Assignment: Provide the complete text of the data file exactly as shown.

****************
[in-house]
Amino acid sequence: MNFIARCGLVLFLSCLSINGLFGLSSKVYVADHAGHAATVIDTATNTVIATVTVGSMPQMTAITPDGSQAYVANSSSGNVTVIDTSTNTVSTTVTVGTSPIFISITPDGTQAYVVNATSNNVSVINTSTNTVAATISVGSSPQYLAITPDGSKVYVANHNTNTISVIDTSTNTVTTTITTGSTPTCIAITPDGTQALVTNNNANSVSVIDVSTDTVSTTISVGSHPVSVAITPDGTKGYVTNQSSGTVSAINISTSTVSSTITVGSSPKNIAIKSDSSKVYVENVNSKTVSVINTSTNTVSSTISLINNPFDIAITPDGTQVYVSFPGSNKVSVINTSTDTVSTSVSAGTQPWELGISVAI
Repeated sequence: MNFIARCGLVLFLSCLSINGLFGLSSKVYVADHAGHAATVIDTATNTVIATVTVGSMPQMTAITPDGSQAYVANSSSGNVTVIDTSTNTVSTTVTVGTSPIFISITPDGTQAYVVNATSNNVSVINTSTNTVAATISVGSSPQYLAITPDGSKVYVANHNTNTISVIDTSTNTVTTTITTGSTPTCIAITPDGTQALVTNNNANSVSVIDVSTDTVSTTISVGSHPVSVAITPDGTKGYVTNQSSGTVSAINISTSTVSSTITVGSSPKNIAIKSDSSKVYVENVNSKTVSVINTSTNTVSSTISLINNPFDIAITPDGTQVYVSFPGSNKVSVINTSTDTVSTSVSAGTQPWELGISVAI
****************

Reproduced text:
[in-house]
Amino acid sequence: MNFIARCGLVLFLSCLSINGLFGLSSKVYVADHAGHAATVIDTATNTVIATVTVGSMPQMTAITPDGSQAYVANSSSGNVTVIDTSTNTVSTTVTVGTSPIFISITPDGTQAYVVNATSNNVSVINTSTNTVAATISVGSSPQYLAITPDGSKVYVANHNTNTISVIDTSTNTVTTTITTGSTPTCIAITPDGTQALVTNNNANSVSVIDVSTDTVSTTISVGSHPVSVAITPDGTKGYVTNQSSGTVSAINISTSTVSSTITVGSSPKNIAIKSDSSKVYVENVNSKTVSVINTSTNTVSSTISLINNPFDIAITPDGTQVYVSFPGSNKVSVINTSTDTVSTSVSAGTQPWELGISVAI
Repeated sequence: MNFIARCGLVLFLSCLSINGLFGLSSKVYVADHAGHAATVIDTATNTVIATVTVGSMPQMTAITPDGSQAYVANSSSGNVTVIDTSTNTVSTTVTVGTSPIFISITPDGTQAYVVNATSNNVSVINTSTNTVAATISVGSSPQYLAITPDGSKVYVANHNTNTISVIDTSTNTVTTTITTGSTPTCIAITPDGTQALVTNNNANSVSVIDVSTDTVSTTISVGSHPVSVAITPDGTKGYVTNQSSGTVSAINISTSTVSSTITVGSSPKNIAIKSDSSKVYVENVNSKTVSVINTSTNTVSSTISLINNPFDIAITPDGTQVYVSFPGSNKVSVINTSTDTVSTSVSAGTQPWELGISVAI